The quarter design depicts Angelou with outstretched arms and was created by Emily Damstra, a designer, and Craig A. Campbell, a medallic artist. Behind her is a bird in flight and a rising sun. Both of these selected images are inspired by her poetry and the way she lived her life. 

Below we have compiled a list of some of Maya Angelou’s most important and impactful pieces of work, all of which are available in Falvey’s collection: 

Click here to find a full list of Falvey’s collection of Maya Angelou pieces and make sure you are on the lookout for these quarters over the next four years. 

jenna newman headshotJenna Renaud is a Graduate Assistant in Falvey Memorial Library and a Graduate Student in the Communication Department.

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Celebrating Black Women’s Voices with Seeking Peace Podcast Series

By Merrill Stein

Visit the Seeking Peace: stories of women peace builders podcast series  during Black History Month to spend some time listening to podcasts, featuring women’s voices from around the world addressing struggles for peace and security, including Opal Tometi, co-founder of Black Lives Matter, Nobel prize laureates, legislators, journalists and other human rights advocates from all walks of life.

The podcasts are part of the Georgetown Institute for Women, Peace and Security (GIWPS) , a resource celebrating its tenth anniversary. The Institute also features original research publications, the Global Women, Peace and Security Index, the U.S. Women Peace and Security Index, a multimedia section and a host of other resources promoting women as critical to achieving sustainable peace.

More information about women peacebuilders and the Institute can also be read in Telling stories of women peacebuilders in the midst of a pandemic and viewed at

A link to the Institute’s global index is available on the Falvey Library’s homepage, Databases A-Z list.


Merrill Stein is Political Science Librarian at Falvey Memorial Library.


Beauty is in the eye of the ten cent handbook

Posted by Amanda McCollom, Digital Library Intern

How to become beautiful; or, Secrets of the toilet and health, published in 1882 by Frank Tousey, is a part of the Ten Cent Handbook series, which provides “how-to” guides on an assortment of topics ranging from card tricks to taxidermy to engineering. How to become beautiful offers a look into late 19th century beauty standards for women and how moderation and temperance were upheld as the key to beauty and good health. The introduction stresses the importance of avoiding extremes in food, temperature and emotion with mandates such as “Let your food be plain and not too highly seasoned,” (8). The guide urges women to resist any expression of emotion as it, “is just as sure to leave a wrinkle either in the mind or body, which can never be eradicated,” (6). As developments in industry enabled families to purchase more goods, men started working outside of the home while women were expected to live up to the ideals of the “cult of domesticity.” Women’s roles revolved around maintaining the home and acting as the moral center for the family; advices guides like How to become beautiful were common during this time as they offered women instructions for being the ideal wife and mother.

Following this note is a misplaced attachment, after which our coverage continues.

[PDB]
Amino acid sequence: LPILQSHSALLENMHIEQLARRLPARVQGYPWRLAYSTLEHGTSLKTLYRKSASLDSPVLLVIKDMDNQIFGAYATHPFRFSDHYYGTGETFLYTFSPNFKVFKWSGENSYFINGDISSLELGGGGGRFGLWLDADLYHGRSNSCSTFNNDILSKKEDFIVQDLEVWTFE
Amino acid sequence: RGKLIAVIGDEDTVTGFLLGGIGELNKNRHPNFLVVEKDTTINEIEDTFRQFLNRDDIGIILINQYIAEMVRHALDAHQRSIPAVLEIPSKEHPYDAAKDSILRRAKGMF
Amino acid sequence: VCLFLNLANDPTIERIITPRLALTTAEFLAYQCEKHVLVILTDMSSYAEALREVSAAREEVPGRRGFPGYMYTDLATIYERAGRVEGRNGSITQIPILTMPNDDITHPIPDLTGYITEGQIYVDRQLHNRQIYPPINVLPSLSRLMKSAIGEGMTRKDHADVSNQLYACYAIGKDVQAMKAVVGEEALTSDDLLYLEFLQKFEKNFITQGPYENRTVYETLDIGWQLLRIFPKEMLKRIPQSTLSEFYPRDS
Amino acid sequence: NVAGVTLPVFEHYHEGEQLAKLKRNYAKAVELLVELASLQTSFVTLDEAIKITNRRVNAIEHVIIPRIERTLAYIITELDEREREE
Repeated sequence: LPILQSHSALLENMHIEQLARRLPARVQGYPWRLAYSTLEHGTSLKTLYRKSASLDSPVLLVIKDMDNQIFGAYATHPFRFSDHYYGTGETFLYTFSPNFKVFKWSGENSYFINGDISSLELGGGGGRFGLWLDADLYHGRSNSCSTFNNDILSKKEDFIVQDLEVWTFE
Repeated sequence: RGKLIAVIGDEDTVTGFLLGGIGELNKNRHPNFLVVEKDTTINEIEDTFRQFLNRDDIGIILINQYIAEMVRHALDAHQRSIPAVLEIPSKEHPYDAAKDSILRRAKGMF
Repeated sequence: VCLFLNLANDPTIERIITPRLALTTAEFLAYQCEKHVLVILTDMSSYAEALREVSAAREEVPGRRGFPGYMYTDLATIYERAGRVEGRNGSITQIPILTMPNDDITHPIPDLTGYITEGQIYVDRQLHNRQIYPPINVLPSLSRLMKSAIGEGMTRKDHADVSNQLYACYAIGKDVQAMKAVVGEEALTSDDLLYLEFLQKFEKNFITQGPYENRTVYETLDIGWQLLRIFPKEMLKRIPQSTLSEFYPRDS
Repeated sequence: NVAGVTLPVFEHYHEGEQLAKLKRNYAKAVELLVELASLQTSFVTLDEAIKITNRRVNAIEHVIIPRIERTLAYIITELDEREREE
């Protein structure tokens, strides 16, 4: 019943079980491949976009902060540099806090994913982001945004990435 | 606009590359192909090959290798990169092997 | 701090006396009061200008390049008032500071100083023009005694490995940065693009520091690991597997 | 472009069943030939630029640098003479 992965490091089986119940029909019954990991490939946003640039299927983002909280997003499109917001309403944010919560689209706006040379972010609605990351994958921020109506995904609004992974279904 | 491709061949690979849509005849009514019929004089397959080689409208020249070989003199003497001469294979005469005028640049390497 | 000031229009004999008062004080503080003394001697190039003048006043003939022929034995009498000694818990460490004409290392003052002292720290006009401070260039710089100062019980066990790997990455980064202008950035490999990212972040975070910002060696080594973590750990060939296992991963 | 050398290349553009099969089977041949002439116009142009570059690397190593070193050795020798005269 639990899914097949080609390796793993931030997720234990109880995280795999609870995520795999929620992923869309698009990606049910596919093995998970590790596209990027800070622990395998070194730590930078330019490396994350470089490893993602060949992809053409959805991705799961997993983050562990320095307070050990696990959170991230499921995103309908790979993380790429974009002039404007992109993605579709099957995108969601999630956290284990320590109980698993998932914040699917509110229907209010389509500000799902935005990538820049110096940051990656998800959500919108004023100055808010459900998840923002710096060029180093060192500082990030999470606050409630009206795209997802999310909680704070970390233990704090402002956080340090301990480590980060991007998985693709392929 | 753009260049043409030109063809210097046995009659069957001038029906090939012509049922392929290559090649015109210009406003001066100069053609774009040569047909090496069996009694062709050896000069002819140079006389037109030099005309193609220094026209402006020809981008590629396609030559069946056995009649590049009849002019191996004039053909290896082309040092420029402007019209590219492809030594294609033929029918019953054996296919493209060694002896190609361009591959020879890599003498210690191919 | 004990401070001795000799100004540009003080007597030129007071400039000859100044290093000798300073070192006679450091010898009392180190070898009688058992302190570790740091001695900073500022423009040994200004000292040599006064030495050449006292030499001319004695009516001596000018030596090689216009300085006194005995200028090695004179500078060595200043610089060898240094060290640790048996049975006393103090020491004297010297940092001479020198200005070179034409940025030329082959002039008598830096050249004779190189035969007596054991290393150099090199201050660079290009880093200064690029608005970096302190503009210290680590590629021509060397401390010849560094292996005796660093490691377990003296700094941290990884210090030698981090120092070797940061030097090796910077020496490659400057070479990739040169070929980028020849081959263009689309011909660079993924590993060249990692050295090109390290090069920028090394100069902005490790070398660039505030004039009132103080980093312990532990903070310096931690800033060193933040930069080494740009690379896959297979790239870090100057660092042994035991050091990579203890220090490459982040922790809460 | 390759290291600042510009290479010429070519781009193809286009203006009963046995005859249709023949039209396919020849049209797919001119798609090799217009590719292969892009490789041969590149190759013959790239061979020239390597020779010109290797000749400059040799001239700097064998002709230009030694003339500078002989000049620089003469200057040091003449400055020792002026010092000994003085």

The remainder of the handbook offers a collection of “toilet recipes,” to be used to improve and enhance one’s skin, eyes, teeth, hair, breath, hands and feet. The handbook claims these “toilet recipes” are “carefully tested by experienced chemists, and are guaranteed not to produce other than beneficial results,” yet the precise sources of the formulas are unknown (11). While DIY beauty recipes are still popular today, you won’t find many of the ingredients for these 1882 recipes at your local store. For instance, the recipe for preventing baldness calls for 1 drachm of Powdered Spanish flies and 1 ounce of alcohol, which once macerated and filtered, should be combined with lard at a 1:9 ratio (22). The final thirty pages contain perfume recipes, many with romantic names such as “Dreamer’s Extract,” “Enchanted Drops,” and “Kiss of Cupid,” (40, 44, 48). This language reinforced the importance of femininity and attractiveness as key components to a women’s health and identity. While beauty standards and gender roles have certainly changed today, advice for women still proliferates today through magazines and blogs. How to become beautiful provides a way to examine how expectations for women have both changed and remained the same.

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Last Modified: February 22, 2017